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Re: On The Cretaceous "Hot-house"

The most pessimistic predictions of sea level rises as ice sheets are melted by global warming may have to be scaled back as a result of an extraordinary discovery that ice persisted when the Earth was much hotter than today.

The most pessimistic prediction I'm aware of is that Greenland and West Antarctica would melt completely within the next few centuries. That would give us the situation we had about 400,000 years ago: a sea level 22 m above today's. Nobody has AFAIK suggested that all or most of East Antarctica would melt, so confirmation that it won't is not a surprise.

Besides, the Real Climate post linked to yesterday says that other explanations for the isotopic evidence cannot be completely excluded. Oh, you cite it:

mjmurphy <4mjmu@rogers.com> wrote:
 Mostly, the RealClimate blog deals with issues around modern AGW but this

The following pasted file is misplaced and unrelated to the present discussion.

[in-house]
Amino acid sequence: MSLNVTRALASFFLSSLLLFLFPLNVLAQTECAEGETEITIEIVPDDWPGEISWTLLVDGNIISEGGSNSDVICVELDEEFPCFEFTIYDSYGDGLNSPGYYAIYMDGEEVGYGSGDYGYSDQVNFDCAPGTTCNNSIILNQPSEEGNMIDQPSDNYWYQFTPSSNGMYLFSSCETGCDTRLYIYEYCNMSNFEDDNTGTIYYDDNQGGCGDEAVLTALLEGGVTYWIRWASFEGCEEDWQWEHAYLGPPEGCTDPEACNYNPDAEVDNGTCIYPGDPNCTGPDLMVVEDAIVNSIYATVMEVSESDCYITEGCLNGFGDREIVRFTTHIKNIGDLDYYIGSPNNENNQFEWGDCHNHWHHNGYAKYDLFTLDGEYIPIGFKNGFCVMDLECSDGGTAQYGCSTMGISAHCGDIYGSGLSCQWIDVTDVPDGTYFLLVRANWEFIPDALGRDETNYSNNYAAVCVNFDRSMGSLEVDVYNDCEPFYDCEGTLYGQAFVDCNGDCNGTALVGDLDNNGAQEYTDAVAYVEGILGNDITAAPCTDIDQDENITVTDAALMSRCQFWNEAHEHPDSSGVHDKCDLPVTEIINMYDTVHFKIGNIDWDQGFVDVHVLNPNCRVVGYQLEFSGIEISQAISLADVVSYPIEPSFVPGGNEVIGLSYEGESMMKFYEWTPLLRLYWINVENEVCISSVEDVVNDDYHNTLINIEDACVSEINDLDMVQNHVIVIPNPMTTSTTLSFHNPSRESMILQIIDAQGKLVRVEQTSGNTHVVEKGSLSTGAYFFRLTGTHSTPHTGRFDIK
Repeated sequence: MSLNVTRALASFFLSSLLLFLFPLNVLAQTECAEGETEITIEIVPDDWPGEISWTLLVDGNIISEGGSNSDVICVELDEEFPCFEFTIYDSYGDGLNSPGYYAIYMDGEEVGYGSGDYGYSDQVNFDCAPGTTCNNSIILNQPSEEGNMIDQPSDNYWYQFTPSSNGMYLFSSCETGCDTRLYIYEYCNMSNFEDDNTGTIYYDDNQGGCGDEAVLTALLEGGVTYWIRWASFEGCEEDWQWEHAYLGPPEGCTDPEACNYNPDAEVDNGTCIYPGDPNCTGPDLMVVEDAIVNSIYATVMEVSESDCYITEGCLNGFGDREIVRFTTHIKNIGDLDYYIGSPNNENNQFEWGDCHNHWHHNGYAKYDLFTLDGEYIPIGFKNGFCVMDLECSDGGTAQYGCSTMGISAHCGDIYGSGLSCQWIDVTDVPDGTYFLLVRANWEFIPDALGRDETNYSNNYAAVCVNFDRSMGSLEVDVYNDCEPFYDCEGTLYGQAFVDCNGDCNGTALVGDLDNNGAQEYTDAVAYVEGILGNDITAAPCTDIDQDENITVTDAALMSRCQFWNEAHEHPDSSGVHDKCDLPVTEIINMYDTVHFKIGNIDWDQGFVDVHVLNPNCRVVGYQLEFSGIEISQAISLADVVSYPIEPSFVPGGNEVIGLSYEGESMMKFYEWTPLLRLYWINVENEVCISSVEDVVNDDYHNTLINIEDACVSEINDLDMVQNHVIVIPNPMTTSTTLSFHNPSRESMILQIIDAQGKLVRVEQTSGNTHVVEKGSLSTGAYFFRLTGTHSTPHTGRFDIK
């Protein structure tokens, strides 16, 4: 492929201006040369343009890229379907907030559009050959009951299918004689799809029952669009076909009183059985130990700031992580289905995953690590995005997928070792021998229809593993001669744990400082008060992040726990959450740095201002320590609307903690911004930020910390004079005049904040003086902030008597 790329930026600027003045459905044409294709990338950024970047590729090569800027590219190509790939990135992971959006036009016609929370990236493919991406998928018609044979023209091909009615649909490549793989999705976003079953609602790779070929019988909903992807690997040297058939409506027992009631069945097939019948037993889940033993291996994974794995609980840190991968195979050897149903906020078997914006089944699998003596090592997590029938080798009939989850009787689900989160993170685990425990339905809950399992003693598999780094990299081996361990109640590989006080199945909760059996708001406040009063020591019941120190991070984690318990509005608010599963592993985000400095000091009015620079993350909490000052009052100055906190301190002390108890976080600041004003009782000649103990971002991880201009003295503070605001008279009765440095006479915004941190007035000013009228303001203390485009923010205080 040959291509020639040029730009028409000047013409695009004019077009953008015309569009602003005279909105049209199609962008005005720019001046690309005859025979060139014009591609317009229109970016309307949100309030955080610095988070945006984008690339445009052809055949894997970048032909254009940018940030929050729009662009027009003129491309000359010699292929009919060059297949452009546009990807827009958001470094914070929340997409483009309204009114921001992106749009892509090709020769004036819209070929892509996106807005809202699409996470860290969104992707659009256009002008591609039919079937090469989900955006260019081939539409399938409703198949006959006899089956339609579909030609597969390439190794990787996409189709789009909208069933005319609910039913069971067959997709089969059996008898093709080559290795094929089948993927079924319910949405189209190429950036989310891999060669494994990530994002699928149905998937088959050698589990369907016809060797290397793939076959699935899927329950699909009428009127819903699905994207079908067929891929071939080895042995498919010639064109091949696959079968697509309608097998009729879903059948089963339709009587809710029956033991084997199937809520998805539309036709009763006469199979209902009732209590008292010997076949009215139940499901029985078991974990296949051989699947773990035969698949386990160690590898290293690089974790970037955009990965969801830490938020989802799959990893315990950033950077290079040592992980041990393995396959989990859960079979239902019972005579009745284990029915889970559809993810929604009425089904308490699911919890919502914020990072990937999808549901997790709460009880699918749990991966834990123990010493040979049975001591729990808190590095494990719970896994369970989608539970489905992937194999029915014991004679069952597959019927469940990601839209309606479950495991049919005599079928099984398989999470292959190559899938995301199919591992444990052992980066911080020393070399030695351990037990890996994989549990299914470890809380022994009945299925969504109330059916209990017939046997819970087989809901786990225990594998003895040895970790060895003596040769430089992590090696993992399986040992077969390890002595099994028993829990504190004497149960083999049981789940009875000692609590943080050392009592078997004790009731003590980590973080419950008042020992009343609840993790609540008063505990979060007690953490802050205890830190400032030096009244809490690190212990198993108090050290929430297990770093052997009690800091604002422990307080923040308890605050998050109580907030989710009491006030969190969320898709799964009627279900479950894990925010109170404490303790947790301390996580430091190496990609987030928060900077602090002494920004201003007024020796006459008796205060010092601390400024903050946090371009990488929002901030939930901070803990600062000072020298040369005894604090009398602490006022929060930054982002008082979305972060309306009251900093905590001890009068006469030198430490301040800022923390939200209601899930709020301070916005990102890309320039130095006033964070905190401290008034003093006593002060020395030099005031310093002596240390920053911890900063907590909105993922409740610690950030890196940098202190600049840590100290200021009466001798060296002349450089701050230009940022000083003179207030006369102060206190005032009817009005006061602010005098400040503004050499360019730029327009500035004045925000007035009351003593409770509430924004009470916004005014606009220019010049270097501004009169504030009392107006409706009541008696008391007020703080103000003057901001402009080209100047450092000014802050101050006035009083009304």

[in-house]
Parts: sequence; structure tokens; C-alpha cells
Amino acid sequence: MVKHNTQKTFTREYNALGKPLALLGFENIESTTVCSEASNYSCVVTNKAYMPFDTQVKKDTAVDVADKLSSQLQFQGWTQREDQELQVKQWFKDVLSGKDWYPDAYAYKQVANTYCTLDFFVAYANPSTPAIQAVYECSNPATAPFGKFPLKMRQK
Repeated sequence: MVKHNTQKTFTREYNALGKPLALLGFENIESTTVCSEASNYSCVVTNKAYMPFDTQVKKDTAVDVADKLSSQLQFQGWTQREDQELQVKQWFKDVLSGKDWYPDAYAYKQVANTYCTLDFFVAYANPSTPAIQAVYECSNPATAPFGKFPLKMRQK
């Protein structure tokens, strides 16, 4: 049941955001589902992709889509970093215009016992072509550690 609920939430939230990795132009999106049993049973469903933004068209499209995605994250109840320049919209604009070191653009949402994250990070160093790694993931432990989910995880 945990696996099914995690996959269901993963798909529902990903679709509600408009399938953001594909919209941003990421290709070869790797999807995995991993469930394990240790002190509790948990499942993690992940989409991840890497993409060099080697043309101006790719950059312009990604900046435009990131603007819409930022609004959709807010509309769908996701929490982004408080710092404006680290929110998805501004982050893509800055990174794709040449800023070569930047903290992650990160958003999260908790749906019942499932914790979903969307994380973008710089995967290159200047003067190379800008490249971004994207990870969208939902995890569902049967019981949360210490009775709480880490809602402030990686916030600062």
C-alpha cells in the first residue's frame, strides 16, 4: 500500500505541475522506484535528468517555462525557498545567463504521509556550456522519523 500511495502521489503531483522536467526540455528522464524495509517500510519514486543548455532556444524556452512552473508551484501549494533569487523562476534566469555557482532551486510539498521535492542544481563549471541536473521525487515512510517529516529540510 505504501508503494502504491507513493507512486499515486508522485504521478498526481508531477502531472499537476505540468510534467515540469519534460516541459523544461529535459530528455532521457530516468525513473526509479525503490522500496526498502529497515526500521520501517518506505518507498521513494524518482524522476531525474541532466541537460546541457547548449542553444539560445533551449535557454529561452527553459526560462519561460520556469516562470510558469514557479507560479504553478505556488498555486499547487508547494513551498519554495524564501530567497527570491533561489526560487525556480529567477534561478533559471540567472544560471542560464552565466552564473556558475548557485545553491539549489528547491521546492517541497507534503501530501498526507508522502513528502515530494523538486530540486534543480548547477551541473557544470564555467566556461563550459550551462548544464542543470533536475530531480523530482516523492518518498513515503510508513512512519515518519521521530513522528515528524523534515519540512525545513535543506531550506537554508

concerns the apparent fact that

"...that there appears to have been a 200,000 year period right smack in the
middle of one of the warmest periods of the past half billion years, when
there were ice sheets (presumably in Antarctica) that were up to 60% the
volume of today's Antarctic ice sheets. How in the world do you get such
large ice sheets in a high CO2 climate warm enough for crocodiles to survive
in the Arctic at the other side of the planet? And this apparent glaciation
is not the result of a global cold snap. As in the Eocene results quoted
earlier, the tropical ocean surface temperatures are again on the order of
35C - courtesy once more of the wondrous Tex86 proxy."

It goes on after (and before) that for several more screens. Read the whole thing.